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Council awards contract to upgrade Trail jail cells

The city received notification from the RCMP detailing modifications in 2009

After 10 years of deferral, the Trail jail cells are in for an upgrade after council awarded the $211,000 job to Hil-Tech Contracting this week.

“The RCMP Cell Retrofit Program is a national initiative designed to improve cell conditions and safety,” explained Chris McIsaac, director of public works.

“The overall intent of the project is to improve safety for occupants and RCMP staff.”

In 2009, the city received notification from the RCMP E Division detailing the modifications required to bring the Trail RCMP detachment cells up to new design standards.

According to an RCMP review the following year, 631 jail cells across B.C. were expected to be retrofitted by 2014 as part of a nation initiative to minimize in-custody self-harm and/or suicides.

For example, detachments are required to remove bars from cell doors, metal bunks with sharp edges, and toilet paper holders.

Other upgrades could include installing suicide-resistant security grills, angling walls to improve sight lines, and ensuring that all security screws, smoke detectors and light fixtures are properly installed.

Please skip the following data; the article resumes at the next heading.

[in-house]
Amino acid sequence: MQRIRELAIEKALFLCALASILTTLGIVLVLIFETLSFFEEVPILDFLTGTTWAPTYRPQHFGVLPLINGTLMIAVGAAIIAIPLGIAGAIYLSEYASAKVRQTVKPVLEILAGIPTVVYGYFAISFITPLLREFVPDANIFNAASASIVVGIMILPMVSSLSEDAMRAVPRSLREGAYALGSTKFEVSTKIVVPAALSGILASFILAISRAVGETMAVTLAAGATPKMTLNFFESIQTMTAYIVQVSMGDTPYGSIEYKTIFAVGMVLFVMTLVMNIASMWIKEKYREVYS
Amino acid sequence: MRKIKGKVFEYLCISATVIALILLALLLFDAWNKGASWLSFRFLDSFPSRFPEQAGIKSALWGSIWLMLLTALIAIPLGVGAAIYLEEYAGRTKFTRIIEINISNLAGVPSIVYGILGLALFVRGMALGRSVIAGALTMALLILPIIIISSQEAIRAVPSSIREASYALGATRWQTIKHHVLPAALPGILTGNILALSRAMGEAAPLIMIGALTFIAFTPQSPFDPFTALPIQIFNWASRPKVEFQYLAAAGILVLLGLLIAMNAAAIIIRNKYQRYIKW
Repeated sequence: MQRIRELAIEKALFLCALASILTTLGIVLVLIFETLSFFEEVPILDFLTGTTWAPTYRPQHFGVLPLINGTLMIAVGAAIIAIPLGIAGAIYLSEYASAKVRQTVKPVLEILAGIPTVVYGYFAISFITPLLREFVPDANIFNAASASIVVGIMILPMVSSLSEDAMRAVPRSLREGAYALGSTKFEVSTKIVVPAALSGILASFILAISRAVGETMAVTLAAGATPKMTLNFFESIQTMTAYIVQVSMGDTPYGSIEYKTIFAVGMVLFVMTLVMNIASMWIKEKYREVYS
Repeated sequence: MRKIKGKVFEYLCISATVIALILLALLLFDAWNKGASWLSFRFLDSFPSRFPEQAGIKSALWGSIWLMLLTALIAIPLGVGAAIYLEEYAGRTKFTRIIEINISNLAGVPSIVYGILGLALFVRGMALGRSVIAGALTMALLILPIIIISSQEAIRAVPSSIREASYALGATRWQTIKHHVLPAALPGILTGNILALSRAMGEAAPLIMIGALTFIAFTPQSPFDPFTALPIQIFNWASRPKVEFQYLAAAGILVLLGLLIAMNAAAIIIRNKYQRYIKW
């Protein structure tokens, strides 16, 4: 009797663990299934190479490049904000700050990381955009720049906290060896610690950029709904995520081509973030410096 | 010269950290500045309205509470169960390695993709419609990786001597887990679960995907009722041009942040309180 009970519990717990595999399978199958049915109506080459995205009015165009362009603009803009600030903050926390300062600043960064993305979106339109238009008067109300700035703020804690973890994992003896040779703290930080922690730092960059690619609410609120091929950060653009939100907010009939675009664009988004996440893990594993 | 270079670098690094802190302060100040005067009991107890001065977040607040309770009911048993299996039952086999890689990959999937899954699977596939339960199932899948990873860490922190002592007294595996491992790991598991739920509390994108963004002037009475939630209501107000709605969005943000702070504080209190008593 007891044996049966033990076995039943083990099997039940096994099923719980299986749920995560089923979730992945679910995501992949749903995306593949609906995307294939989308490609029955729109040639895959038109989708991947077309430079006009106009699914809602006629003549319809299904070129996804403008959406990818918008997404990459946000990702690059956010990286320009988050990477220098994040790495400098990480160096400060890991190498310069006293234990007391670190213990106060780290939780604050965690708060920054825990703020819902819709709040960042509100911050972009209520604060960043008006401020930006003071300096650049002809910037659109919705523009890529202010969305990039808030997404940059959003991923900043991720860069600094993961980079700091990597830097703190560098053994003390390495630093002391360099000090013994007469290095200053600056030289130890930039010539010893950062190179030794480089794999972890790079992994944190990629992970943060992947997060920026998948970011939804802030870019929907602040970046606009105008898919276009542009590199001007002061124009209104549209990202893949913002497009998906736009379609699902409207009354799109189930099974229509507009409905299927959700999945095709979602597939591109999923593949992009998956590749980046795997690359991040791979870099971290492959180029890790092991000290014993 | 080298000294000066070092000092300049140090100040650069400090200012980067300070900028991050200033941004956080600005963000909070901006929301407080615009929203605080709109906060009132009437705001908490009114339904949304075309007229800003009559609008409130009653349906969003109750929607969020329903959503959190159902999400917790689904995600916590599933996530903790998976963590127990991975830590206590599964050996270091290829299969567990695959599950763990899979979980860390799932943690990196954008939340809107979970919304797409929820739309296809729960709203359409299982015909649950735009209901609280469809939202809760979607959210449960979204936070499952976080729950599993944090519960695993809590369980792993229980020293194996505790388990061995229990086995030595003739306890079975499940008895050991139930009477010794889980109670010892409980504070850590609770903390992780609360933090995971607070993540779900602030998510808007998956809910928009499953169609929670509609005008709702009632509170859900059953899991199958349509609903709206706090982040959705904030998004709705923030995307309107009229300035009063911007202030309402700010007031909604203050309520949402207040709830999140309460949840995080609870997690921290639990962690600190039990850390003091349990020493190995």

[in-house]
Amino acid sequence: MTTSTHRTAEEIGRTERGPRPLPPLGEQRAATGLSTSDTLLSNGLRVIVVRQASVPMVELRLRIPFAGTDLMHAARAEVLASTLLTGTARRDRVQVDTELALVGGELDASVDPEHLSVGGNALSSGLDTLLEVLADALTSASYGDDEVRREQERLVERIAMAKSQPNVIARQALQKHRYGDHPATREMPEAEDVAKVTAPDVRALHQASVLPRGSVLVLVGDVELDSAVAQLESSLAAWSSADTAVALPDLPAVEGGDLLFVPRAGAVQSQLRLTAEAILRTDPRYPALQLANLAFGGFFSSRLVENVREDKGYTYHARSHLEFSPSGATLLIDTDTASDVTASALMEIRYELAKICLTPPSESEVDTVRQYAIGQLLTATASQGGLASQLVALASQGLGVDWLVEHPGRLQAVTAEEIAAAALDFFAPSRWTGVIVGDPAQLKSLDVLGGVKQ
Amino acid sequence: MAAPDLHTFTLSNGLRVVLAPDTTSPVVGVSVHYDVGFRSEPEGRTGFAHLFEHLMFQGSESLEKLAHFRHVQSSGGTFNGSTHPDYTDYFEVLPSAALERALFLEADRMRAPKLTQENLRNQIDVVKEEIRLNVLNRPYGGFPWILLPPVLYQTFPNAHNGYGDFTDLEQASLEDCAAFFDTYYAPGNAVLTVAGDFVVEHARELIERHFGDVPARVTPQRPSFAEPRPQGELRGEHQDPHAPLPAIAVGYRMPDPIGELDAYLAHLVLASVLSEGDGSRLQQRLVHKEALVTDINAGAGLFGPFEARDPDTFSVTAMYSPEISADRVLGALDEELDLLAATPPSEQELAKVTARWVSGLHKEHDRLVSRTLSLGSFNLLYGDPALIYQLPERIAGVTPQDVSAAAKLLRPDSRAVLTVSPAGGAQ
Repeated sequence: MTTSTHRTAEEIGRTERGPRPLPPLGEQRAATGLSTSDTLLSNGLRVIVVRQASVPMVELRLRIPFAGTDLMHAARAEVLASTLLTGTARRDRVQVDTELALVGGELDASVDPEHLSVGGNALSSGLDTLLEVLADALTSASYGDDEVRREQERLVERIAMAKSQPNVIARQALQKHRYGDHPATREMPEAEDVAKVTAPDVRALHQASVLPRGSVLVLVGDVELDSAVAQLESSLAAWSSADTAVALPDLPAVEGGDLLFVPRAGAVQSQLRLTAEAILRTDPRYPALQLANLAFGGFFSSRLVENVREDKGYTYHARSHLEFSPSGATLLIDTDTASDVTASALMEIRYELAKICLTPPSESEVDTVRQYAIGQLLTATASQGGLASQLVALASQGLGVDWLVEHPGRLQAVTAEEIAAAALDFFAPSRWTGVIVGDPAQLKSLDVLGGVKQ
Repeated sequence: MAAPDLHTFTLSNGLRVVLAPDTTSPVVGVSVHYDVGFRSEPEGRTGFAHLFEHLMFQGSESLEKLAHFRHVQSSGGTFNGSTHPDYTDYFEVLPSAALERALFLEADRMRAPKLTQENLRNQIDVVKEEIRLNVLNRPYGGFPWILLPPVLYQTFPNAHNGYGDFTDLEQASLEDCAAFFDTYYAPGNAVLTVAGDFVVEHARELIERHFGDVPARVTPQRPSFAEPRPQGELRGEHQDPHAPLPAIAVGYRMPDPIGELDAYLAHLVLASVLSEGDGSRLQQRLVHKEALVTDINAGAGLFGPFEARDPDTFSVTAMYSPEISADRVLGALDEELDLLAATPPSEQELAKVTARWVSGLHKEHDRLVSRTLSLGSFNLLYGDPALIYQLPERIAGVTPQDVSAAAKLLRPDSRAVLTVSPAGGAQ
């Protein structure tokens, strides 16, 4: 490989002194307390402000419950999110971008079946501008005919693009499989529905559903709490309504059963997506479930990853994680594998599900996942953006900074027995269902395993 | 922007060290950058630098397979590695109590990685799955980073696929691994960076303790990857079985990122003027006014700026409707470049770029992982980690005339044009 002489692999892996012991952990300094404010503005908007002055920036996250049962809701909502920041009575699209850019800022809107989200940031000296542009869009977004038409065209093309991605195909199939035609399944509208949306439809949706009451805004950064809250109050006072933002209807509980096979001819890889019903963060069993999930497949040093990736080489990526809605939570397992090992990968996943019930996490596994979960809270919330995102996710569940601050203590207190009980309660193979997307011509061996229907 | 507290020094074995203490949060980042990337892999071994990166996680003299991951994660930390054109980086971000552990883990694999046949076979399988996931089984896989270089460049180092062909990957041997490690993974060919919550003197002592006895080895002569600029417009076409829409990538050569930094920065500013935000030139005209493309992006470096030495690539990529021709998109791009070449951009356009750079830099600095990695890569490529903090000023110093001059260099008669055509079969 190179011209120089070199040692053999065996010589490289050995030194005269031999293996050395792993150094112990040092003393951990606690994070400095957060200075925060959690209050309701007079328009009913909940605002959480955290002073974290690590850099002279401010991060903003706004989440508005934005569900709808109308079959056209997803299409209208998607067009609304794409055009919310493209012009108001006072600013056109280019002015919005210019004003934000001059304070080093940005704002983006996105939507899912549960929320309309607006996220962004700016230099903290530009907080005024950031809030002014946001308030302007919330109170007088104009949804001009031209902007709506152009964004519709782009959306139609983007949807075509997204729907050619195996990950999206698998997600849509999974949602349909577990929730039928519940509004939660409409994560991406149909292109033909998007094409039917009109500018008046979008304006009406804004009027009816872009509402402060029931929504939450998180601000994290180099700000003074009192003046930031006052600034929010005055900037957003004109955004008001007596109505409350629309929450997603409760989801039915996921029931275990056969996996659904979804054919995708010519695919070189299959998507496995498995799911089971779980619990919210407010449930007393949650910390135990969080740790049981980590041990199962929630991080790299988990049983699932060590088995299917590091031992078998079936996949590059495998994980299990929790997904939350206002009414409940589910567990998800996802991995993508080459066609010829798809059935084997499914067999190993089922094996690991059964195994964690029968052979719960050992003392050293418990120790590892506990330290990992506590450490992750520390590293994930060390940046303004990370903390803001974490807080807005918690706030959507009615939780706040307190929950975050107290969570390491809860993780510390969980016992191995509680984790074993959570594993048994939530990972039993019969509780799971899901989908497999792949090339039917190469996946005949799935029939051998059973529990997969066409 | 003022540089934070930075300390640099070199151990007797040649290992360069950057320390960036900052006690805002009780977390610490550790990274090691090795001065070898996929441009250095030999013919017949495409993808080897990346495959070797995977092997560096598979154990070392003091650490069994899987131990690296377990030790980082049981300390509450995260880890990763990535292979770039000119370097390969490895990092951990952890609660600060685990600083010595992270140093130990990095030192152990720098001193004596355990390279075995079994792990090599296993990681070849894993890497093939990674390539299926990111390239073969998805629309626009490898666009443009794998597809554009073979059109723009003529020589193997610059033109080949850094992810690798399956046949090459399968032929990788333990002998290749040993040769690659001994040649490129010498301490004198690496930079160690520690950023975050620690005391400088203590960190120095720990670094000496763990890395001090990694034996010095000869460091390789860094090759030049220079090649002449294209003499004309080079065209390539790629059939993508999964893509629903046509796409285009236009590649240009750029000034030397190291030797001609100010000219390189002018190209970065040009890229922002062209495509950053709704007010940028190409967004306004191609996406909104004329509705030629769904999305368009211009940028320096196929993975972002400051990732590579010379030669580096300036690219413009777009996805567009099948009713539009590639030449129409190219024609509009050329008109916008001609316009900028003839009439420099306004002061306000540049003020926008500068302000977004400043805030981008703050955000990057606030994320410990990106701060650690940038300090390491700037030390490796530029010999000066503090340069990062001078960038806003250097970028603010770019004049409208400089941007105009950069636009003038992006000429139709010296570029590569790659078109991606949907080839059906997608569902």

“Since receiving notification of the cell retrofit program, staff have advanced capital project requests through the annual capital planning process in order to complete the necessary work to bring the cells at the Trail detachment into compliance with these new standards,” McIsaac said.

“The project was included in the 2019 budget and the RCMP has agreed to pay an apportioned share of the project costs.”

Work to be completed in the Trail cells includes replacement of sliding cell doors, all ventilation grills and louvers, as well as replacement of floor drains, cell lights, smoke detectors and cell sprinkler heads.

Additionally, the caulking and grout of all ledges greater than 3 mm (1/8”) is being replaced. Walls, bunks and ceilings will be repainted and cell numbers will be delineated.

The BC RCMP maintains that retrofitting old cells to meet current design standards supports harm reduction by enhancing the visibility and monitoring of detainees and by reducing potential hanging points, weapon creation, and the concealment of weapons and contraband.

There are 273 force-owned cells in British Columbia to be retrofitted within this program.

Additionally, the RCMP project team liaised with several municipalities across the province undertaking cell retrofit.

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